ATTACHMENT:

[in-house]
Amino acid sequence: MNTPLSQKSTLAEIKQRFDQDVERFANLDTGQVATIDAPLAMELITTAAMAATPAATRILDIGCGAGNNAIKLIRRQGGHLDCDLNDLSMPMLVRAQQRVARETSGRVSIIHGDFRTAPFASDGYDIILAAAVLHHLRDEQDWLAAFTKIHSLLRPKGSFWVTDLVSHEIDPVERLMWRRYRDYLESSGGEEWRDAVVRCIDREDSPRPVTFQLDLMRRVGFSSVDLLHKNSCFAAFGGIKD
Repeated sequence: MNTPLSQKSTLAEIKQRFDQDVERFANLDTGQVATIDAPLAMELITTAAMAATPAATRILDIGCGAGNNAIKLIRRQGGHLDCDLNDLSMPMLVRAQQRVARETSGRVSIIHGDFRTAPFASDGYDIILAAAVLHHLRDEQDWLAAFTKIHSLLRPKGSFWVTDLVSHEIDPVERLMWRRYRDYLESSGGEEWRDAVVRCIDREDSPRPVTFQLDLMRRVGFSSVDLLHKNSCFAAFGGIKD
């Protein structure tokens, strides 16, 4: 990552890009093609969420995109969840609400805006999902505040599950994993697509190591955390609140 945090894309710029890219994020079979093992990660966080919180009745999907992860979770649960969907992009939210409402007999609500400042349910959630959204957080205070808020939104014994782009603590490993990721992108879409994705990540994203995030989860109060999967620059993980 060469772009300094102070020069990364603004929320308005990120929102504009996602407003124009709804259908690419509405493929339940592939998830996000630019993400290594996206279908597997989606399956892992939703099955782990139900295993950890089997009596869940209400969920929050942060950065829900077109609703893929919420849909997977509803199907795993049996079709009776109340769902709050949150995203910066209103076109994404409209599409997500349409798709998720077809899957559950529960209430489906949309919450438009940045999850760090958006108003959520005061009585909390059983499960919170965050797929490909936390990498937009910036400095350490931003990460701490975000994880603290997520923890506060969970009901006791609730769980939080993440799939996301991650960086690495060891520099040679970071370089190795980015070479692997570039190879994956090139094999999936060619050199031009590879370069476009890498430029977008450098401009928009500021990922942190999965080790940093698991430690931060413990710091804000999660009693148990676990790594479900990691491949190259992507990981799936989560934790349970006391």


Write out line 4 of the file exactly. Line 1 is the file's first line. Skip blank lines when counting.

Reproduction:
């Protein structure tokens, strides 16, 4: 990552890009093609969420995109969840609400805006999902505040599950994993697509190591955390609140 945090894309710029890219994020079979093992990660966080919180009745999907992860979770649960969907992009939210409402007999609500400042349910959630959204957080205070808020939104014994782009603590490993990721992108879409994705990540994203995030989860109060999967620059993980 060469772009300094102070020069990364603004929320308005990120929102504009996602407003124009709804259908690419509405493929339940592939998830996000630019993400290594996206279908597997989606399956892992939703099955782990139900295993950890089997009596869940209400969920929050942060950065829900077109609703893929919420849909997977509803199907795993049996079709009776109340769902709050949150995203910066209103076109994404409209599409997500349409798709998720077809899957559950529960209430489906949309919450438009940045999850760090958006108003959520005061009585909390059983499960919170965050797929490909936390990498937009910036400095350490931003990460701490975000994880603290997520923890506060969970009901006791609730769980939080993440799939996301991650960086690495060891520099040679970071370089190795980015070479692997570039190879994956090139094999999936060619050199031009590879370069476009890498430029977008450098401009928009500021990922942190999965080790940093698991430690931060413990710091804000999660009693148990676990790594479900990691491949190259992507990981799936989560934790349970006391």